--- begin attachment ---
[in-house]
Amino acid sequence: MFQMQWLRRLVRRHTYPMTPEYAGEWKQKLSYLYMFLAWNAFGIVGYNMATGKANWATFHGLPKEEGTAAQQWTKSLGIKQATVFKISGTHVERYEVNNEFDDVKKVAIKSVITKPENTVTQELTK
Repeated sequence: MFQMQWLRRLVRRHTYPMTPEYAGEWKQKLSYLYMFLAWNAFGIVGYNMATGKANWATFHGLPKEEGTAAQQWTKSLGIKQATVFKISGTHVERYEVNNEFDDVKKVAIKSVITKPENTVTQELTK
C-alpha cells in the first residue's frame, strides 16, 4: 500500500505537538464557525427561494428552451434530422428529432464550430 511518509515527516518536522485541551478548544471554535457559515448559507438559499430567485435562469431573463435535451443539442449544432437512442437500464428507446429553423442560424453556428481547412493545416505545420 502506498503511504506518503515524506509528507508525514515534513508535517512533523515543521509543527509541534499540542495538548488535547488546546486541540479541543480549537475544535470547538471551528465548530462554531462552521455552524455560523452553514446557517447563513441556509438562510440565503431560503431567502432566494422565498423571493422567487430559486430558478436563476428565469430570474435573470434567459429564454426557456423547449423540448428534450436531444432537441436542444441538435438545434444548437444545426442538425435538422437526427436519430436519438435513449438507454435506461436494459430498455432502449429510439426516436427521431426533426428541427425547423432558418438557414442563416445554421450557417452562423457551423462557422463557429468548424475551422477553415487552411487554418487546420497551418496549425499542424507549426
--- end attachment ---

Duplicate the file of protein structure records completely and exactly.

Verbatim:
[in-house]
Amino acid sequence: MFQMQWLRRLVRRHTYPMTPEYAGEWKQKLSYLYMFLAWNAFGIVGYNMATGKANWATFHGLPKEEGTAAQQWTKSLGIKQATVFKISGTHVERYEVNNEFDDVKKVAIKSVITKPENTVTQELTK
Repeated sequence: MFQMQWLRRLVRRHTYPMTPEYAGEWKQKLSYLYMFLAWNAFGIVGYNMATGKANWATFHGLPKEEGTAAQQWTKSLGIKQATVFKISGTHVERYEVNNEFDDVKKVAIKSVITKPENTVTQELTK
C-alpha cells in the first residue's frame, strides 16, 4: 500500500505537538464557525427561494428552451434530422428529432464550430 511518509515527516518536522485541551478548544471554535457559515448559507438559499430567485435562469431573463435535451443539442449544432437512442437500464428507446429553423442560424453556428481547412493545416505545420 502506498503511504506518503515524506509528507508525514515534513508535517512533523515543521509543527509541534499540542495538548488535547488546546486541540479541543480549537475544535470547538471551528465548530462554531462552521455552524455560523452553514446557517447563513441556509438562510440565503431560503431567502432566494422565498423571493422567487430559486430558478436563476428565469430570474435573470434567459429564454426557456423547449423540448428534450436531444432537441436542444441538435438545434444548437444545426442538425435538422437526427436519430436519438435513449438507454435506461436494459430498455432502449429510439426516436427521431426533426428541427425547423432558418438557414442563416445554421450557417452562423457551423462557422463557429468548424475551422477553415487552411487554418487546420497551418496549425499542424507549426